9. In respect of item 3 (b) of the Agenda, implementation of the agreement reached on 9th August,
1966, it was agreed, after a lengthy discussion, that it was
necessary for the agreement reached on 9th August by the delegates of
the Regional Governments to be fully implemented. In particular, it
was accepted in principle that army personnel of Northern origin
should return to the North from the West. It was therefore felt that
a crash program of recruitment and training, the details of which
would be further examined after the Committee to look into the
strength and distribution of army personnel had reported, would be
necessary to constitute indigenous army personnel in the West to a
majority there quickly.

Non-Recognition by the East of Lt.-Col. Gowon as Supreme Commander

 

10. The question of the non-recognition by the East of Lt.-Col. Gowon as
Supreme Commander and Head of the Federal Military Government was also
exhaustively discussed. Lt.-Col. Ojukwu based his objection on the
fact, inter alia, that no one can properly assume the position of
Supreme Commander until the whereabouts of the former Supreme
Commander, Major General Aguiyi-Ironsi, was known. He therefore asked
that the country be informed of the whereabouts of the Major-General
and added that in his view, it was impossible, in the present
circumstances, for any one person to assume any effective central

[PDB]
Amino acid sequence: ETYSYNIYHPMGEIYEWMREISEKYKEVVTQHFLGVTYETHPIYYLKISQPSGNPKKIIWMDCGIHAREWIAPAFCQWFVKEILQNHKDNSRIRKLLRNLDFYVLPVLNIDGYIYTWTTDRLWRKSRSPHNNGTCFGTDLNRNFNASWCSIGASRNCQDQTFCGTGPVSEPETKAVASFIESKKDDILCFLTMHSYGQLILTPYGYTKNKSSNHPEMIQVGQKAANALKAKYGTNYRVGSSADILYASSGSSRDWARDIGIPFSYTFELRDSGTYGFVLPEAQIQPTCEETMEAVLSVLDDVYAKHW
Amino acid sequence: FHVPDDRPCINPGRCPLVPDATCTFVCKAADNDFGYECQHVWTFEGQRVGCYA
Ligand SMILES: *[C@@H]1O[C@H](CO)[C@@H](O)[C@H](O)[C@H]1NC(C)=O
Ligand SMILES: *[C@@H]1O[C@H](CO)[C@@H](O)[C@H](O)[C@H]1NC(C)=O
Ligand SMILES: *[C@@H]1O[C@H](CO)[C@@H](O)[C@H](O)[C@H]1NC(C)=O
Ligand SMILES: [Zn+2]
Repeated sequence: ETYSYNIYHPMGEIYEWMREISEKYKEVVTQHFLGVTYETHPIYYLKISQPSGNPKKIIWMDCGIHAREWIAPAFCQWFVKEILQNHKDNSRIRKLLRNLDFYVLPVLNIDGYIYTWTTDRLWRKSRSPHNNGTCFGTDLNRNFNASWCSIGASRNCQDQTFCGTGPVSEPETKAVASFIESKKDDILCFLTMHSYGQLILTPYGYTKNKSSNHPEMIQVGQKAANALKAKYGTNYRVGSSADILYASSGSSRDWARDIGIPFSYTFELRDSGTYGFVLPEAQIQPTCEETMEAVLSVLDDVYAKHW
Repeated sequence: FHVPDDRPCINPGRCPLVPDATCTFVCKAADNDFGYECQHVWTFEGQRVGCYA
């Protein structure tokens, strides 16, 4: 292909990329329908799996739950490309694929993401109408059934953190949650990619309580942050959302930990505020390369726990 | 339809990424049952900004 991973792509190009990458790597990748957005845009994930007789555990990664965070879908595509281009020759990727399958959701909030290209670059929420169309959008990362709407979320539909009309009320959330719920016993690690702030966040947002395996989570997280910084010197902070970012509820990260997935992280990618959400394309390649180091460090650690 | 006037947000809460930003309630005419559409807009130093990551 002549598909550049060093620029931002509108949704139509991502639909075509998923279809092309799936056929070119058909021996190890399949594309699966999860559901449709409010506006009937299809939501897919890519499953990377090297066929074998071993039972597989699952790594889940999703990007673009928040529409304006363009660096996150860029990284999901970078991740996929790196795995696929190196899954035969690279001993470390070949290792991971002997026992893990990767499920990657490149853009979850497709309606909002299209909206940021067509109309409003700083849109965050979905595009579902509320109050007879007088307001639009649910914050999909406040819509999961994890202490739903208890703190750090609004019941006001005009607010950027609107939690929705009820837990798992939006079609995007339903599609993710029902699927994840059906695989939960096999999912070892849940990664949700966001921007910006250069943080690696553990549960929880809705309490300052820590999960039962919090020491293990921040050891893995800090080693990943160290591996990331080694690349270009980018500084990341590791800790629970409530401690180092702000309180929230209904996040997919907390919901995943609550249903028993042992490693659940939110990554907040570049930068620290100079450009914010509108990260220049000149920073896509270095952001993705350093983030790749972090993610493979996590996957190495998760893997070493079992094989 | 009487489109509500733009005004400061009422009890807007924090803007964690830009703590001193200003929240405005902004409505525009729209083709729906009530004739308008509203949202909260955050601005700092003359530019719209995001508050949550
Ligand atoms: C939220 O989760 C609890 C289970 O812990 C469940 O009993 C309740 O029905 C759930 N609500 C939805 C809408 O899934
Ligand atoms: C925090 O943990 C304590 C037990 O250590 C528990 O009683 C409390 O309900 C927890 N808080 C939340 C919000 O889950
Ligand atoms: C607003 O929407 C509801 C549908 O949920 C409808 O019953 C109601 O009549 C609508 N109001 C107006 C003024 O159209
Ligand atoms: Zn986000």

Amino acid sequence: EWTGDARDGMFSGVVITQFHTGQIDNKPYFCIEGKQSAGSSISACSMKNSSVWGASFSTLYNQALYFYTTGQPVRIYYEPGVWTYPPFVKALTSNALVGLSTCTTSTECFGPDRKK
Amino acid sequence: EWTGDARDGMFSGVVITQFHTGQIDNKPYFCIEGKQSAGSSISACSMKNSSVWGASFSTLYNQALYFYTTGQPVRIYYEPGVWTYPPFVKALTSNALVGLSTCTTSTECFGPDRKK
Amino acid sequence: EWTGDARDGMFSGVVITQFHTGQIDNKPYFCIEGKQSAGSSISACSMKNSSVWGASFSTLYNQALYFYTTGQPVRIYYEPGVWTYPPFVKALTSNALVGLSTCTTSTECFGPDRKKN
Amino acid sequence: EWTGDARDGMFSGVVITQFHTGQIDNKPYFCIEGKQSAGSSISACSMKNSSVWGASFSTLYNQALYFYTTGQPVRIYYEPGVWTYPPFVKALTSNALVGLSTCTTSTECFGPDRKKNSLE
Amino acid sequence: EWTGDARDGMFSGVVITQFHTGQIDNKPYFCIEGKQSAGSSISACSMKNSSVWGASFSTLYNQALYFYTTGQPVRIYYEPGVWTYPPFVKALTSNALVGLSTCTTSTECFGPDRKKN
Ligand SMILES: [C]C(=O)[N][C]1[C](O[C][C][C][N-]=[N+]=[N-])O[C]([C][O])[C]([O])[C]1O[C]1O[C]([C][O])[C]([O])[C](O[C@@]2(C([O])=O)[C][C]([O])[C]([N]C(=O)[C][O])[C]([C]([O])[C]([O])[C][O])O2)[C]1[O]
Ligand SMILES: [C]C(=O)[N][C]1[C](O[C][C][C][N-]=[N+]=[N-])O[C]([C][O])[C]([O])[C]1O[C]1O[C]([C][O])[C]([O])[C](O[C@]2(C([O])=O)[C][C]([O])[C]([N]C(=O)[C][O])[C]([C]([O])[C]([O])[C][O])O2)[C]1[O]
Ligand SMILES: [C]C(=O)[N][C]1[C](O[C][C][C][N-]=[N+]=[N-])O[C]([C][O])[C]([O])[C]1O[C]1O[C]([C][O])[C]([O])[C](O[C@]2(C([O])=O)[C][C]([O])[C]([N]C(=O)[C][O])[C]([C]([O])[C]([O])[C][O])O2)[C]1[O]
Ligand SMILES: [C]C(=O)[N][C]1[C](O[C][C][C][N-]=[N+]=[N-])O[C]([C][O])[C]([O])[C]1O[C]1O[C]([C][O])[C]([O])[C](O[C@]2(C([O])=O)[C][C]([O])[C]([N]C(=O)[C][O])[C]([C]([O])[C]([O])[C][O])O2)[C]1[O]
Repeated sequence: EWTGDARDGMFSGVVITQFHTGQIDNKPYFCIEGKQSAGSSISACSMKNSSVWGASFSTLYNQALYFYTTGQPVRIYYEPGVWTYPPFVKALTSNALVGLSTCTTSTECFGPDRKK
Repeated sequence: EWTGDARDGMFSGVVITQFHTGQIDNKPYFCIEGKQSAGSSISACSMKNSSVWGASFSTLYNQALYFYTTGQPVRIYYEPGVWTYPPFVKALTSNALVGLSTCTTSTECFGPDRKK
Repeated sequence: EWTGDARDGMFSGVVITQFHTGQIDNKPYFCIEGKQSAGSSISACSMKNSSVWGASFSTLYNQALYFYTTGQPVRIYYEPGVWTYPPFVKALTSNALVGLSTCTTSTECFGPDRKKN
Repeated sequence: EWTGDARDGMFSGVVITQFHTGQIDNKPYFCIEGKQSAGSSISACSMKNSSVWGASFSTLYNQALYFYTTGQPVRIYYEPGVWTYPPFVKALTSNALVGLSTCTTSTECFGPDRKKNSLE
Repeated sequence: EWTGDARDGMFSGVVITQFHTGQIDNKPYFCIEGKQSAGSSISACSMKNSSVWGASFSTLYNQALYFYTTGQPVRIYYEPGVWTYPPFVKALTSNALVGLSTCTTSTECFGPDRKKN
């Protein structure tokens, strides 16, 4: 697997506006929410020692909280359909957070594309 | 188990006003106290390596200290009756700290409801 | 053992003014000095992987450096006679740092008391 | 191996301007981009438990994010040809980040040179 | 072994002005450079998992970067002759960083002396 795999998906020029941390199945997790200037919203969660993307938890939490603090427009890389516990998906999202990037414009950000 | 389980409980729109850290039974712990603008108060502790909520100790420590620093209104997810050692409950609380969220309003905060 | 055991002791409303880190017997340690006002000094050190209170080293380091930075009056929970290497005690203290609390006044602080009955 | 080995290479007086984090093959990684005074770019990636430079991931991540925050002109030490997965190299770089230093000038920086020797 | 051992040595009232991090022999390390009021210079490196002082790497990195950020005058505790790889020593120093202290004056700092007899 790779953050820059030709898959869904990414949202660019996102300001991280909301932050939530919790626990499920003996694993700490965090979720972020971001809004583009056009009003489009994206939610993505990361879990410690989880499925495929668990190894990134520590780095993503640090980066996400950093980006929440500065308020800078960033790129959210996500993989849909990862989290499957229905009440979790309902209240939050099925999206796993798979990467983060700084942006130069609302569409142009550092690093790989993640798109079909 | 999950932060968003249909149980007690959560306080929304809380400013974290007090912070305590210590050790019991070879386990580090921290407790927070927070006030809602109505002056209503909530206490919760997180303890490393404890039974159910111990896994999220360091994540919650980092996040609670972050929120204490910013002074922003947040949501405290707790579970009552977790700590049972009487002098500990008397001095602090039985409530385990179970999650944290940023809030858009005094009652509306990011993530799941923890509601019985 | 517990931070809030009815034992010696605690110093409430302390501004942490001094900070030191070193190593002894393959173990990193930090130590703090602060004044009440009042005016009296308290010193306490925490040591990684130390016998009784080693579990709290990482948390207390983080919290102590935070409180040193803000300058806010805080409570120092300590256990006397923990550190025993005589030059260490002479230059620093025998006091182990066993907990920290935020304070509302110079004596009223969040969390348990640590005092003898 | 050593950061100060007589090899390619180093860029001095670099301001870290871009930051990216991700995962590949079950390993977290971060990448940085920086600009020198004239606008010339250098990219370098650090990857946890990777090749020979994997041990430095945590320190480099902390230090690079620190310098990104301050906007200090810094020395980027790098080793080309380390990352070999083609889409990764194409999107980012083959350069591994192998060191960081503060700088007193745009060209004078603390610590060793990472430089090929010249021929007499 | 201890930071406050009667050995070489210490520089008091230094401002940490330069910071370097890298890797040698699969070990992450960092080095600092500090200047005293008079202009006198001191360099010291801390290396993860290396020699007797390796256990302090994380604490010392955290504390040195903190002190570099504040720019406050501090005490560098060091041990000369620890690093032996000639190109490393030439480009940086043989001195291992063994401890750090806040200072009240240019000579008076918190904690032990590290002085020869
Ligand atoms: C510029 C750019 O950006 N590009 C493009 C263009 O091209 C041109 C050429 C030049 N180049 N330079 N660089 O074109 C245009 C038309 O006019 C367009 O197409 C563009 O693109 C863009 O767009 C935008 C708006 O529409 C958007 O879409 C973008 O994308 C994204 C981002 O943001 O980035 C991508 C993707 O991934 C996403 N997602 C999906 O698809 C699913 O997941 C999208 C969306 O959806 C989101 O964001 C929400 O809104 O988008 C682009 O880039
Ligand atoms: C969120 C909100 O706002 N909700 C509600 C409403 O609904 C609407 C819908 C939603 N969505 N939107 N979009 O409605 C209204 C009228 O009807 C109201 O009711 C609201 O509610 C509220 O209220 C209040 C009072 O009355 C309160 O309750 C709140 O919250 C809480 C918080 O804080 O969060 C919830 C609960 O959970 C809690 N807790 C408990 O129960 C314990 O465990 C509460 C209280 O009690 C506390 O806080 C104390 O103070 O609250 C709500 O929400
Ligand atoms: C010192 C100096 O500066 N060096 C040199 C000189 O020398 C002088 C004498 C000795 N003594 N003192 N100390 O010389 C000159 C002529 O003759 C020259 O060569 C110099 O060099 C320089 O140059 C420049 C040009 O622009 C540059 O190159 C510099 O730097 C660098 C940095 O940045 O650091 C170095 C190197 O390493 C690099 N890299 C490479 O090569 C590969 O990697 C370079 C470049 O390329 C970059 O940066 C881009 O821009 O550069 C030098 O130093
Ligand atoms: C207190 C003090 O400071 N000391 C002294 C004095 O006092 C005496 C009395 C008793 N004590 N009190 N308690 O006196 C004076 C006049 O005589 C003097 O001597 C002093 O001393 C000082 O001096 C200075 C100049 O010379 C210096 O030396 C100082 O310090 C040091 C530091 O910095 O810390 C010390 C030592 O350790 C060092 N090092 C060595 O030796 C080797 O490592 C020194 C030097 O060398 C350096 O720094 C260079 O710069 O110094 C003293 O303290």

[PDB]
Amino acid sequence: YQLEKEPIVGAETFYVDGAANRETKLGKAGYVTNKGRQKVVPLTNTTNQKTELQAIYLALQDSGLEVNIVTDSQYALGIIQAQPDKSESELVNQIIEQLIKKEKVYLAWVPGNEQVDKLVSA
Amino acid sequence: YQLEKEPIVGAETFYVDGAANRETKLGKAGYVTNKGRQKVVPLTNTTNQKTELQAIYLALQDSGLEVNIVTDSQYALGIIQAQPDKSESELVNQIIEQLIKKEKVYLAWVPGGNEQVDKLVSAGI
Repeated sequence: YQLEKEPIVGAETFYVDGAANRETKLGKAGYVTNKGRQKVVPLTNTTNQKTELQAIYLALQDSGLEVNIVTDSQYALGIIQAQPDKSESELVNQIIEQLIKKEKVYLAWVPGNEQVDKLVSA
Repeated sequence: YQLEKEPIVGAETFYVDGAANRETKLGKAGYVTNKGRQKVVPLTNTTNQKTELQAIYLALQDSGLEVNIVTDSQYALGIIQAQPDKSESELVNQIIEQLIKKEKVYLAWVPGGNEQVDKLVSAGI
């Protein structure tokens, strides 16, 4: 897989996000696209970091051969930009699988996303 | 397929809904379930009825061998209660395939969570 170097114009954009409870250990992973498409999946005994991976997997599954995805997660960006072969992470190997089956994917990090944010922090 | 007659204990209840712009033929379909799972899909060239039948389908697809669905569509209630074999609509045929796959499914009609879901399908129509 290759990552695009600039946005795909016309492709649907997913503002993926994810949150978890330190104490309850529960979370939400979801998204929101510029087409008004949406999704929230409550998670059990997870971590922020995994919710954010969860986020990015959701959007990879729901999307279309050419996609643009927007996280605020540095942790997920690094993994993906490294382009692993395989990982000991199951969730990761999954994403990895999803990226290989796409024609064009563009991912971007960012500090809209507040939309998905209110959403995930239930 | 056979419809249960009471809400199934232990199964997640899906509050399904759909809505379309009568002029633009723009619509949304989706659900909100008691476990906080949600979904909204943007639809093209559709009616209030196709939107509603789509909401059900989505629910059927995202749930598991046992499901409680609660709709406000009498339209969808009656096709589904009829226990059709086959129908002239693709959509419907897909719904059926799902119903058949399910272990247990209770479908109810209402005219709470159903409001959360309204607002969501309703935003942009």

command of the Nigerian Army. Lt.-Col. Ejoor enunciated four
principles to guide the meeting in formulating an answer to the
question of who should be Supreme Commander. There were the:

 a. Problem of effective leadership;

 b. Crisis of confidence in the Army;
 c. Disruption in the present chain of command;

 d. Inability of any soldier to serve effectively in any unit anywhere in the country.
Lt.-Col. Gowon replied that he was quite prepared to make an
announcement on the matter and regretted that a formal announcement
had been delayed for so long but the delay was originally intended to
allow time for tempers to cool down. He reminded his colleagues that
they already had the information in confidence. After further
discussion and following the insistence by Lt.-Col Ojukwu that Lt.-Col
Gowon should inform members of what happened to the former Supreme
Commander, members retired into secret session and subsequently
returned to continue with the meeting after having reached an
agreement among themselves.

 

11. At this point the meeting adjourned
until Thursday 5th January.